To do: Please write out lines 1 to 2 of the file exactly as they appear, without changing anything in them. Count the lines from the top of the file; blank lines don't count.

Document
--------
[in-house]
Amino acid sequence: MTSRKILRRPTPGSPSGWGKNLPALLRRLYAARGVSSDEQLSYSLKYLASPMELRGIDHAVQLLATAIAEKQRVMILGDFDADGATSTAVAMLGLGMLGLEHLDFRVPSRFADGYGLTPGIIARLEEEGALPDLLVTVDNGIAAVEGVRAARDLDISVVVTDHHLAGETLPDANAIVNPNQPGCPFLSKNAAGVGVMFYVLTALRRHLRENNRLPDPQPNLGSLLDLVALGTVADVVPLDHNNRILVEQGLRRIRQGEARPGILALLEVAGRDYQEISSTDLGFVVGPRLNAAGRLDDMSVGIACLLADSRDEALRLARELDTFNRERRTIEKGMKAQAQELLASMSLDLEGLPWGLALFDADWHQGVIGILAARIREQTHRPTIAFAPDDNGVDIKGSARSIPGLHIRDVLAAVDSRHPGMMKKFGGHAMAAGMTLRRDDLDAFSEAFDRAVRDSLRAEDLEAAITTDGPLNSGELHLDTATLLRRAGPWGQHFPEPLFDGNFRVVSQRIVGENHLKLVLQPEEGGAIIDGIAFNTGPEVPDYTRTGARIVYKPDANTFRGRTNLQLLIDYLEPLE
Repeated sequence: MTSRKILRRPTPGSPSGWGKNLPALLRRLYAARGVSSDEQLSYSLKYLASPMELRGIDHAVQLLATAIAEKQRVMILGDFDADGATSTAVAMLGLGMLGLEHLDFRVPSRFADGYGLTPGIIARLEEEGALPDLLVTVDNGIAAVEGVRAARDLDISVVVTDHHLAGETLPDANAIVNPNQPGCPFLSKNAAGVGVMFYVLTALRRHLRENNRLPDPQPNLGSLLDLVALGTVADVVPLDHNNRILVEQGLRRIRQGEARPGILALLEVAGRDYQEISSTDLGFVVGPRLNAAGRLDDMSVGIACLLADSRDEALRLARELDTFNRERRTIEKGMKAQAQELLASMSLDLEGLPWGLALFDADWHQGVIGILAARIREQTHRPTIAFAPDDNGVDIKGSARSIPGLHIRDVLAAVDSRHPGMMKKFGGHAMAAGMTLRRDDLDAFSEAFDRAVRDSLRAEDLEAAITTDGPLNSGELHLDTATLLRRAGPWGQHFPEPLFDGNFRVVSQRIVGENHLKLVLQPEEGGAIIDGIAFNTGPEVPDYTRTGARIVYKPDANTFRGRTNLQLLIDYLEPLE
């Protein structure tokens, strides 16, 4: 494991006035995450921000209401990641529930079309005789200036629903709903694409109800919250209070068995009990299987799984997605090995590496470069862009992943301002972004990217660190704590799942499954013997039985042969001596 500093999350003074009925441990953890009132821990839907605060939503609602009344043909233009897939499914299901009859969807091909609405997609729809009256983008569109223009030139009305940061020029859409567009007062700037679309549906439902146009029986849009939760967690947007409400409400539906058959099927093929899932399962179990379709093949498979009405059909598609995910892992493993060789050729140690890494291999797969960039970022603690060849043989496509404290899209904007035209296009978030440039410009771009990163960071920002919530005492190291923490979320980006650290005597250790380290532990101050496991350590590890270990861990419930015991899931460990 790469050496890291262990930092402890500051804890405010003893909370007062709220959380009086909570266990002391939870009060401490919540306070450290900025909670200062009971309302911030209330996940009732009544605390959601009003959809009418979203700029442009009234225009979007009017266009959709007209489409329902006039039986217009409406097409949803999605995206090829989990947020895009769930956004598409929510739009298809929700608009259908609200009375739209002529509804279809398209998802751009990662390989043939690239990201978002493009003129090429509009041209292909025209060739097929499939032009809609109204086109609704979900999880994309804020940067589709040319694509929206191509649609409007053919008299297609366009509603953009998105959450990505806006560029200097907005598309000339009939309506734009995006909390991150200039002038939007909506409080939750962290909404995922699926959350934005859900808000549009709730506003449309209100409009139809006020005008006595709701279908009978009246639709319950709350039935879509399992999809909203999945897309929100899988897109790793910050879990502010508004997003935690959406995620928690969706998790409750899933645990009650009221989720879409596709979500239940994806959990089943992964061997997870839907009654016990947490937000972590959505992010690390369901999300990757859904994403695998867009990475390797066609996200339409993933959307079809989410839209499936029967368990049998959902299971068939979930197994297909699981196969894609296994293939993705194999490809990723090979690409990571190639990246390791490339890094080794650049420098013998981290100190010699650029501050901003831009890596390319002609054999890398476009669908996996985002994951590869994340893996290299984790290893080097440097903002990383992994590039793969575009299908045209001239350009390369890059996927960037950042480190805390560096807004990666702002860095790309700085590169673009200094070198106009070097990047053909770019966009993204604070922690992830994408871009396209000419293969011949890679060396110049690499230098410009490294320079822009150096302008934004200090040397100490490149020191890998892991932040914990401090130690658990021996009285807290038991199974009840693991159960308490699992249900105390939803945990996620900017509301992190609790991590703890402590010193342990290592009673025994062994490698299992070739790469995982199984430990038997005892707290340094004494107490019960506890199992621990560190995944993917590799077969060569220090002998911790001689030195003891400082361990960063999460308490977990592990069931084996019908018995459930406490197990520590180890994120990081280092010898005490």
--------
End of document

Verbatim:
[in-house]
Amino acid sequence: MTSRKILRRPTPGSPSGWGKNLPALLRRLYAARGVSSDEQLSYSLKYLASPMELRGIDHAVQLLATAIAEKQRVMILGDFDADGATSTAVAMLGLGMLGLEHLDFRVPSRFADGYGLTPGIIARLEEEGALPDLLVTVDNGIAAVEGVRAARDLDISVVVTDHHLAGETLPDANAIVNPNQPGCPFLSKNAAGVGVMFYVLTALRRHLRENNRLPDPQPNLGSLLDLVALGTVADVVPLDHNNRILVEQGLRRIRQGEARPGILALLEVAGRDYQEISSTDLGFVVGPRLNAAGRLDDMSVGIACLLADSRDEALRLARELDTFNRERRTIEKGMKAQAQELLASMSLDLEGLPWGLALFDADWHQGVIGILAARIREQTHRPTIAFAPDDNGVDIKGSARSIPGLHIRDVLAAVDSRHPGMMKKFGGHAMAAGMTLRRDDLDAFSEAFDRAVRDSLRAEDLEAAITTDGPLNSGELHLDTATLLRRAGPWGQHFPEPLFDGNFRVVSQRIVGENHLKLVLQPEEGGAIIDGIAFNTGPEVPDYTRTGARIVYKPDANTFRGRTNLQLLIDYLEPLE